'for exajstle, oa a vory cold evening to got a broken window
tan -ended at th house of an Invalid friend , because th
prescribed labor hour of th doy wer ovr and the
glasier could not venture, without riaklng a strike, te
do th work himself and eould not order any ef hi workmen
to 6n H. I hd 1" "1 score of inetancee in hort,
ying within y own experienc and reeting upon the taatt
mony of friend in whaae veracity I have every reason te
have the greatoet confident. ' .
I of course could not, in th cess of mora than
one or two of thee lntane, giv legal preaf of ay
aeeertione, but th vidnca I hav era ntirly euffieieirt
to convince me of th general truth of th atatenant mede
Vary truly youre, , s
Mr. Ugar R. Lavarty,
After He Retired From Politics
"HE WAS A GREAT GOVERNOR."
"Now that Governor Hughes has 'retired
from pblitics and ascended to a place on the
highest judicial tribunal in the world, the
fact can be acknowledged without hurting
anybody's political corns, that he was the
greatest friend of labor laws that ever occu
pied the governor's chair at Albany. Dur
ing his two terms he has signed 56 labor
laws, including among them the best labor
laws ever enacted in this or any other state.
He also urged the enactment of labor laws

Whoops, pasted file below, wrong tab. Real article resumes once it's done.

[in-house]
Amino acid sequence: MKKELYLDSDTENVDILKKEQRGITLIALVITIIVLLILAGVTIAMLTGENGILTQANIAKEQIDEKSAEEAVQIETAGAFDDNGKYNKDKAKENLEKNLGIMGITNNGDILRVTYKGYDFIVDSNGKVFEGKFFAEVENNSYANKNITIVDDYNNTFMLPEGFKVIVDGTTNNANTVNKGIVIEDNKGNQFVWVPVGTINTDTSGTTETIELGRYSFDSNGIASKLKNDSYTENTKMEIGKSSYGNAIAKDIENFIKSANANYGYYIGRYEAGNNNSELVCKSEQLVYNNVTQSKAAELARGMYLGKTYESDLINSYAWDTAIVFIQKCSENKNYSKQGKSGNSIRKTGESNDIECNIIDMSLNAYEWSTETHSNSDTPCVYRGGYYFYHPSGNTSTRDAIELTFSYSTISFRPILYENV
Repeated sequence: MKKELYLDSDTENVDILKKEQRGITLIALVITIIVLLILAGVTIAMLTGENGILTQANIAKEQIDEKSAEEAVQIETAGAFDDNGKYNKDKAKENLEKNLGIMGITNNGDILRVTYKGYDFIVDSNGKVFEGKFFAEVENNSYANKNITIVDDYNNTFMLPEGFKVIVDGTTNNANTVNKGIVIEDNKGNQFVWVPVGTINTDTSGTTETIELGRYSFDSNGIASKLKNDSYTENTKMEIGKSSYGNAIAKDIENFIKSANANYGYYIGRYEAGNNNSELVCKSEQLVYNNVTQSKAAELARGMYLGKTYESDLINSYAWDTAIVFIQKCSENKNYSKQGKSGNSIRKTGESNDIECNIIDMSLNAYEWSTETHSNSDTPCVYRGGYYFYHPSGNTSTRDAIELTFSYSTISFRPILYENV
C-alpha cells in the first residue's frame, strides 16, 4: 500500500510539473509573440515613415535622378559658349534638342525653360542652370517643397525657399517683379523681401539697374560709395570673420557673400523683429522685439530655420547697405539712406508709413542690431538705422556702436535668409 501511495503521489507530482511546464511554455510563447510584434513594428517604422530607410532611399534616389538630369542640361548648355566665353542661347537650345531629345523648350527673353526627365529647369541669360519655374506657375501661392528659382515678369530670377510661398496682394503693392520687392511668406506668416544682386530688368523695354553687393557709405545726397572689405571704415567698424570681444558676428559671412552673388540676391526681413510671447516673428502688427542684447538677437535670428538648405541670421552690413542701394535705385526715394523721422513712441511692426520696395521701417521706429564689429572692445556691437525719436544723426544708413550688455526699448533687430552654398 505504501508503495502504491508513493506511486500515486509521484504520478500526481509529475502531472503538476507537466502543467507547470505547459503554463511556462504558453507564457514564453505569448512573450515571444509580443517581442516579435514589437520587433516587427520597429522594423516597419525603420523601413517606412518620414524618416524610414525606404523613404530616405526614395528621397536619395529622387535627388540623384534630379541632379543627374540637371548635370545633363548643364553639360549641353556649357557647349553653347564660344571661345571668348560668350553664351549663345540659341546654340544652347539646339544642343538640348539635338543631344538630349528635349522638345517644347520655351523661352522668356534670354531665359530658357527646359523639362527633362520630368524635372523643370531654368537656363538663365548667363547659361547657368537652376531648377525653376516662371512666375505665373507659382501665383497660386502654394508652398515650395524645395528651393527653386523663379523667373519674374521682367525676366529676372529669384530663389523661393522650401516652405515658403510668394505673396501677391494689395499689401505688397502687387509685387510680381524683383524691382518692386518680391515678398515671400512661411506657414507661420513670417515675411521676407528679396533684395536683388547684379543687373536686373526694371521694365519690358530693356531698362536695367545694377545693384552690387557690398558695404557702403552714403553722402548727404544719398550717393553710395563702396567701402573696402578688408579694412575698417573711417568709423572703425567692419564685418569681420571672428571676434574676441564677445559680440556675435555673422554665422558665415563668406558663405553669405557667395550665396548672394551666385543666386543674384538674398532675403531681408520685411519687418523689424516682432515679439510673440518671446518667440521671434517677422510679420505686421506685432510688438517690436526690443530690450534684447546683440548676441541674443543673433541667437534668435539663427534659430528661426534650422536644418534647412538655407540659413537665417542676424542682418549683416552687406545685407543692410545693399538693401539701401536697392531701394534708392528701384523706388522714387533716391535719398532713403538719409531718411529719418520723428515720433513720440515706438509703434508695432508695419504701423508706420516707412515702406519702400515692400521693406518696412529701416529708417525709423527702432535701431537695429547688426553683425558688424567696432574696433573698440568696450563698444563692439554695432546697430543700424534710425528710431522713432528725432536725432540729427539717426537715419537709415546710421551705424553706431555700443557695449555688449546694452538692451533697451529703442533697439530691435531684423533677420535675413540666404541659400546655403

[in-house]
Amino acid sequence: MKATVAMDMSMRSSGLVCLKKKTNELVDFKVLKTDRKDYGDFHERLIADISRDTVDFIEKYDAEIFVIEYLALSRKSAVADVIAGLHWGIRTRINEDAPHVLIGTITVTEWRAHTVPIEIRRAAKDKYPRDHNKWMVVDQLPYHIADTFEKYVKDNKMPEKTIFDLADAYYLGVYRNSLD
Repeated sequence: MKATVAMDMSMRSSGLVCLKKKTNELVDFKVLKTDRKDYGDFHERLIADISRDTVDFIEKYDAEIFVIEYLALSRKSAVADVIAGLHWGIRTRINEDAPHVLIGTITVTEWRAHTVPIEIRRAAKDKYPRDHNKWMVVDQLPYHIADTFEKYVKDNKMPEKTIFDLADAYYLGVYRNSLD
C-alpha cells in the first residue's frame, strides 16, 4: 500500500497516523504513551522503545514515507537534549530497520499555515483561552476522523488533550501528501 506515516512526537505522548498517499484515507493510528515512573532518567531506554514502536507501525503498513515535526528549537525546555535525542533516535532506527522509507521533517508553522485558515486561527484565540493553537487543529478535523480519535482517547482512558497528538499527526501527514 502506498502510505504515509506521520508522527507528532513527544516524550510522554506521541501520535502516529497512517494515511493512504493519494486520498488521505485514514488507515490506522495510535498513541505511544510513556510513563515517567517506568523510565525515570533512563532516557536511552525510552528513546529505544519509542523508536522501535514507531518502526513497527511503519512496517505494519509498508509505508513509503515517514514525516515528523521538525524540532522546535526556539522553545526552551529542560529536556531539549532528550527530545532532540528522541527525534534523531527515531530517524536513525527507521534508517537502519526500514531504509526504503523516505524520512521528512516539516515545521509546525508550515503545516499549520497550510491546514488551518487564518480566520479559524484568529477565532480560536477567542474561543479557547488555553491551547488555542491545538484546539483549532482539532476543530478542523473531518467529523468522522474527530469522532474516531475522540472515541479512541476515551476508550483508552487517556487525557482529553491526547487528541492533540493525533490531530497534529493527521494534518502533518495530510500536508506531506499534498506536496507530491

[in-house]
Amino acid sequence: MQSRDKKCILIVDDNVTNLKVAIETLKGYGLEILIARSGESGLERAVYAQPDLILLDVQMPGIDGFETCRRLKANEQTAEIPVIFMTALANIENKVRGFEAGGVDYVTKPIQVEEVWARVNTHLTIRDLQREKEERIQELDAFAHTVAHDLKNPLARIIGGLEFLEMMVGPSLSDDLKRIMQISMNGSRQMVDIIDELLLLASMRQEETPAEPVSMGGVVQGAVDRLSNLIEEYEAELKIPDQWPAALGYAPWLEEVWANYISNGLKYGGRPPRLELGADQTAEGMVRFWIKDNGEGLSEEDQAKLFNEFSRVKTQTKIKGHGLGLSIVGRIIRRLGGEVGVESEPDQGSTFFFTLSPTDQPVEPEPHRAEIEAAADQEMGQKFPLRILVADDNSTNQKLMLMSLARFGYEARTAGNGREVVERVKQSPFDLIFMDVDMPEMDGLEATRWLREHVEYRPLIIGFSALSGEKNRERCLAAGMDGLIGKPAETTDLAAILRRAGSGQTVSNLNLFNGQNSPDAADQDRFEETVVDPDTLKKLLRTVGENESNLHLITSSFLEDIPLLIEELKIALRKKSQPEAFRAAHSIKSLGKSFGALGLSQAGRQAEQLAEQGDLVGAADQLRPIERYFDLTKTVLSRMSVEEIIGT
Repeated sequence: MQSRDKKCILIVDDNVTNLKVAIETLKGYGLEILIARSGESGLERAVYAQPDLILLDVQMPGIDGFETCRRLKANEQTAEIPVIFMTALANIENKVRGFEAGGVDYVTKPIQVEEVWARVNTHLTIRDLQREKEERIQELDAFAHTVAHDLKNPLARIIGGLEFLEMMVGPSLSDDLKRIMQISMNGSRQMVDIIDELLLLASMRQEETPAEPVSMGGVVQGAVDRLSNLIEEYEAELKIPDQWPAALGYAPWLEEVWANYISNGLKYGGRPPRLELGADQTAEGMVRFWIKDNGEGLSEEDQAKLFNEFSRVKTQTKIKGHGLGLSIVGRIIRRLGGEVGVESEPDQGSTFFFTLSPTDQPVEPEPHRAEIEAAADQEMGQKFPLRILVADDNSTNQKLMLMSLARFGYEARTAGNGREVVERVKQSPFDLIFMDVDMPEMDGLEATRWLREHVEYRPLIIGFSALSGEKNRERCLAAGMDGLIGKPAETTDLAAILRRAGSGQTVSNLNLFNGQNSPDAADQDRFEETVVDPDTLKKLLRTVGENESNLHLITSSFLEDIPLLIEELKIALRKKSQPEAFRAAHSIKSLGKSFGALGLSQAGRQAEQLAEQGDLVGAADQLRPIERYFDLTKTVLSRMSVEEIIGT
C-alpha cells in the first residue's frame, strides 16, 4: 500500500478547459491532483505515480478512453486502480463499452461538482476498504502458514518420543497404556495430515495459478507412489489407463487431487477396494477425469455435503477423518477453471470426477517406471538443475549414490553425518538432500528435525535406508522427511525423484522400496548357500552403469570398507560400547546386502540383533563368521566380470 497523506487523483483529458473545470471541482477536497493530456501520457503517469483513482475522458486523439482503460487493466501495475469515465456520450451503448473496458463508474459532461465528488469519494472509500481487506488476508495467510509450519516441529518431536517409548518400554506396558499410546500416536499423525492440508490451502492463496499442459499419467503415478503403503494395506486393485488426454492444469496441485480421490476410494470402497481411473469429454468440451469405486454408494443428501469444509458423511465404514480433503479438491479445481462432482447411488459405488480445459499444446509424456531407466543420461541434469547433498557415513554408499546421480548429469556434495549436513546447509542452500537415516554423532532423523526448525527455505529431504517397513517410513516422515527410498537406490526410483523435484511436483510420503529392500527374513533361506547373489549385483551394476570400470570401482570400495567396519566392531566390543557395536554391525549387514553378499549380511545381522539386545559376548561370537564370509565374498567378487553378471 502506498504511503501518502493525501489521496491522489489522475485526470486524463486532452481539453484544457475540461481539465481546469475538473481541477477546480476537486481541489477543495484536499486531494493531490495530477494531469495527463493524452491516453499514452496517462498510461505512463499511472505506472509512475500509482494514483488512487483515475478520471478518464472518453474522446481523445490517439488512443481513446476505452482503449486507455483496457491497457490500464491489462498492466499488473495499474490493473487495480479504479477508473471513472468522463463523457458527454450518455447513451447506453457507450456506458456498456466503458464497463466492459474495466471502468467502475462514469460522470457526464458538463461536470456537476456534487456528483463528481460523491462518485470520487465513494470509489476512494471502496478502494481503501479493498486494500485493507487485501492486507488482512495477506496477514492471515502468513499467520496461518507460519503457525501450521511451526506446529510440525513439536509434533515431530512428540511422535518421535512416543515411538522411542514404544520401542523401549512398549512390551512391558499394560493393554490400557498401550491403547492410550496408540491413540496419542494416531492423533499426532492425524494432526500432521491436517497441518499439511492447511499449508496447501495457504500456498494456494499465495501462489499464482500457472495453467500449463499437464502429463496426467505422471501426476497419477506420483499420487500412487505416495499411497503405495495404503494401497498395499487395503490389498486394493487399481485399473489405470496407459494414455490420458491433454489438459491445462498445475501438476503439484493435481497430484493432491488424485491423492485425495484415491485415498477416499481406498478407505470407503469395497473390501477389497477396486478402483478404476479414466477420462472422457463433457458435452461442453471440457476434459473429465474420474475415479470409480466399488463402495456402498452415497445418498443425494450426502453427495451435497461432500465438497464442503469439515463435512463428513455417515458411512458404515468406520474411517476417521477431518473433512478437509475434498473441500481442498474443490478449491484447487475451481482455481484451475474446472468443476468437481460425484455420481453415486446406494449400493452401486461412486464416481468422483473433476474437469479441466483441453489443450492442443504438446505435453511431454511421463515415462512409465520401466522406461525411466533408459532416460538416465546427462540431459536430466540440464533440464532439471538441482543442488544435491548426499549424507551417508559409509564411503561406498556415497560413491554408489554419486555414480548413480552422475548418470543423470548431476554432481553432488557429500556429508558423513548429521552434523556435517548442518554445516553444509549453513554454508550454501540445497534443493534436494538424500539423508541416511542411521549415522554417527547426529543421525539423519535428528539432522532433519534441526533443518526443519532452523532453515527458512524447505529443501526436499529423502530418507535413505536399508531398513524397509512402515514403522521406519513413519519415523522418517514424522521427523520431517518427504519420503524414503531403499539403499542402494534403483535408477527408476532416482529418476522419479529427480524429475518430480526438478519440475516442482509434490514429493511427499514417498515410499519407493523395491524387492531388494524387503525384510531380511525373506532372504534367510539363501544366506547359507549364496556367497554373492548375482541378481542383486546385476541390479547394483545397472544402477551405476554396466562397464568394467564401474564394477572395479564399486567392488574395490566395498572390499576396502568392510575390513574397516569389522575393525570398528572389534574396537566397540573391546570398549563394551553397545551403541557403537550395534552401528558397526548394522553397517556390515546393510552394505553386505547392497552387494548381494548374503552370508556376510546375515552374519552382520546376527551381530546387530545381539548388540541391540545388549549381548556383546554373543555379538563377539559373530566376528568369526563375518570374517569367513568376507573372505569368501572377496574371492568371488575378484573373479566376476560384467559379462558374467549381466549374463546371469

in his messages to the legislature, even going
so far as to place the demand for a labor law
in one of his messages to an extra session of
"Only 162 labor laws have been enacted
in this state since its erection in 1777 in 133
years. One-third of these, exceeding in
quality all of the others, have been enacted
and signed during Governor Hughes' term
of three years and nine months.
"With such a record of approval and sug
gestion of progressive legislation in the in-,
terest of humanity to his credit, it is easy to
believe that human rights will have a stead-.
fast and sympathetic upholder in the new
Justice of the Supreme Court of the United
States.' .. vrV ' . :
v ., : .v; : :
From the October, 1910, Issue of Legislative
News, Published by New York State Fed-,
eration of Labor.
Labor's Opinion of Hughes Is Based on WHAT HE HAS DONE
These Are Some of the Laws He Advocated and Signed While Governor of New York:
Wainwright Commission of Inquiry.
Automatic mutual agreement compensa
Automatic compulsory compensation.
(The first law of this kind enacted in
the United States.)
Limiting the hours of labor for street car
Limiting the hours of labor . for men in
Limiting the hours of labor for signalmen
and railroad telegraphers.
Placing young women from 19 to 21 years
of age in the protected class.
ELEVEN CHILD LABOR LAWS extend
: ing over a period from 1907 to 1910.
(These laws secured the first definite
standard for the protection of children in
Reconstructed the State Department of
Changed the penalties to make enforce
ment of labor laws easier.
Requiring semi-monthly payment of
THIRTEEN LAWS relating to welfare,
safety and sanitation in workshops.
Republican National Publicity Committee